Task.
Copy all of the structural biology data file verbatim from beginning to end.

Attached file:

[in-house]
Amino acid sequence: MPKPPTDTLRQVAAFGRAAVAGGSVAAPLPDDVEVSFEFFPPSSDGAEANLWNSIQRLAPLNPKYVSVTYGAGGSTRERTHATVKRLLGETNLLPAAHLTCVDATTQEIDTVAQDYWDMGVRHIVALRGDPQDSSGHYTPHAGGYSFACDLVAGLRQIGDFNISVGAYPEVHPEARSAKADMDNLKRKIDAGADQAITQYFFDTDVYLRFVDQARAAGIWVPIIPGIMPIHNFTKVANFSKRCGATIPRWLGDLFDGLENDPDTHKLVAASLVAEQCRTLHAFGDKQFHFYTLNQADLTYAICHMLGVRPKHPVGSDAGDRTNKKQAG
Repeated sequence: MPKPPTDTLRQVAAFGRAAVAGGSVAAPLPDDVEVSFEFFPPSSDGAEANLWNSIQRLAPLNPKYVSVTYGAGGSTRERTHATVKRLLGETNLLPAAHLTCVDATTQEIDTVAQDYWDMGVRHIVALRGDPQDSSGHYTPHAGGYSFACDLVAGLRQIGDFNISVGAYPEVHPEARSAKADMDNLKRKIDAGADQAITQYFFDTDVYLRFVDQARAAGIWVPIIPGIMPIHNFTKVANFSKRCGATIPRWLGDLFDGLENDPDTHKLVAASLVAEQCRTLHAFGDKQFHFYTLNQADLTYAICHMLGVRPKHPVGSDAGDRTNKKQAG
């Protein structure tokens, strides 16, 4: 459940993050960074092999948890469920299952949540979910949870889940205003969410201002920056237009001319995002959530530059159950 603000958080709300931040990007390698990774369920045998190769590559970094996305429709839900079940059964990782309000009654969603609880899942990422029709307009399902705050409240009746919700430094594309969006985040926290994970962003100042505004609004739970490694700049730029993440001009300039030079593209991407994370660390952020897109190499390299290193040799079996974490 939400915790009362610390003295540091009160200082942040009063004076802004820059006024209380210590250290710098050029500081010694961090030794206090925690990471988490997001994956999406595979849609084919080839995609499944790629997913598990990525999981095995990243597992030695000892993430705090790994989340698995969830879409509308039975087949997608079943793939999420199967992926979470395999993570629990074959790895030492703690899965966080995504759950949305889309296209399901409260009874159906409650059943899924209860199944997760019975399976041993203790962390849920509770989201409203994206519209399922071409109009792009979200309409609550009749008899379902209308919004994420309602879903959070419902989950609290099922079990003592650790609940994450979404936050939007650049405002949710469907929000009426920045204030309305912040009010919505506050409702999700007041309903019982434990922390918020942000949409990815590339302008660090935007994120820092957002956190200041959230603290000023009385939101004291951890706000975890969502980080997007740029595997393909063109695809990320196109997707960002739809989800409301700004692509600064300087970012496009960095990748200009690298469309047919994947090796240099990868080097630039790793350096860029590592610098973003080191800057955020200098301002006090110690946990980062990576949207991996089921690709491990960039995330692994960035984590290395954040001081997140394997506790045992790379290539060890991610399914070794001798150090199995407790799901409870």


[in-house]
Amino acid sequence: MPKPPTDTLRQVAAFGRAAVAGGSVAAPLPDDVEVSFEFFPPSSDGAEANLWNSIQRLAPLNPKYVSVTYGAGGSTRERTHATVKRLLGETNLLPAAHLTCVDATTQEIDTVAQDYWDMGVRHIVALRGDPQDSSGHYTPHAGGYSFACDLVAGLRQIGDFNISVGAYPEVHPEARSAKADMDNLKRKIDAGADQAITQYFFDTDVYLRFVDQARAAGIWVPIIPGIMPIHNFTKVANFSKRCGATIPRWLGDLFDGLENDPDTHKLVAASLVAEQCRTLHAFGDKQFHFYTLNQADLTYAICHMLGVRPKHPVGSDAGDRTNKKQAG
Repeated sequence: MPKPPTDTLRQVAAFGRAAVAGGSVAAPLPDDVEVSFEFFPPSSDGAEANLWNSIQRLAPLNPKYVSVTYGAGGSTRERTHATVKRLLGETNLLPAAHLTCVDATTQEIDTVAQDYWDMGVRHIVALRGDPQDSSGHYTPHAGGYSFACDLVAGLRQIGDFNISVGAYPEVHPEARSAKADMDNLKRKIDAGADQAITQYFFDTDVYLRFVDQARAAGIWVPIIPGIMPIHNFTKVANFSKRCGATIPRWLGDLFDGLENDPDTHKLVAASLVAEQCRTLHAFGDKQFHFYTLNQADLTYAICHMLGVRPKHPVGSDAGDRTNKKQAG
């Protein structure tokens, strides 16, 4: 459940993050960074092999948890469920299952949540979910949870889940205003969410201002920056237009001319995002959530530059159950 603000958080709300931040990007390698990774369920045998190769590559970094996305429709839900079940059964990782309000009654969603609880899942990422029709307009399902705050409240009746919700430094594309969006985040926290994970962003100042505004609004739970490694700049730029993440001009300039030079593209991407994370660390952020897109190499390299290193040799079996974490 939400915790009362610390003295540091009160200082942040009063004076802004820059006024209380210590250290710098050029500081010694961090030794206090925690990471988490997001994956999406595979849609084919080839995609499944790629997913598990990525999981095995990243597992030695000892993430705090790994989340698995969830879409509308039975087949997608079943793939999420199967992926979470395999993570629990074959790895030492703690899965966080995504759950949305889309296209399901409260009874159906409650059943899924209860199944997760019975399976041993203790962390849920509770989201409203994206519209399922071409109009792009979200309409609550009749008899379902209308919004994420309602879903959070419902989950609290099922079990003592650790609940994450979404936050939007650049405002949710469907929000009426920045204030309305912040009010919505506050409702999700007041309903019982434990922390918020942000949409990815590339302008660090935007994120820092957002956190200041959230603290000023009385939101004291951890706000975890969502980080997007740029595997393909063109695809990320196109997707960002739809989800409301700004692509600064300087970012496009960095990748200009690298469309047919994947090796240099990868080097630039790793350096860029590592610098973003080191800057955020200098301002006090110690946990980062990576949207991996089921690709491990960039995330692994960035984590290395954040001081997140394997506790045992790379290539060890991610399914070794001798150090199995407790799901409870």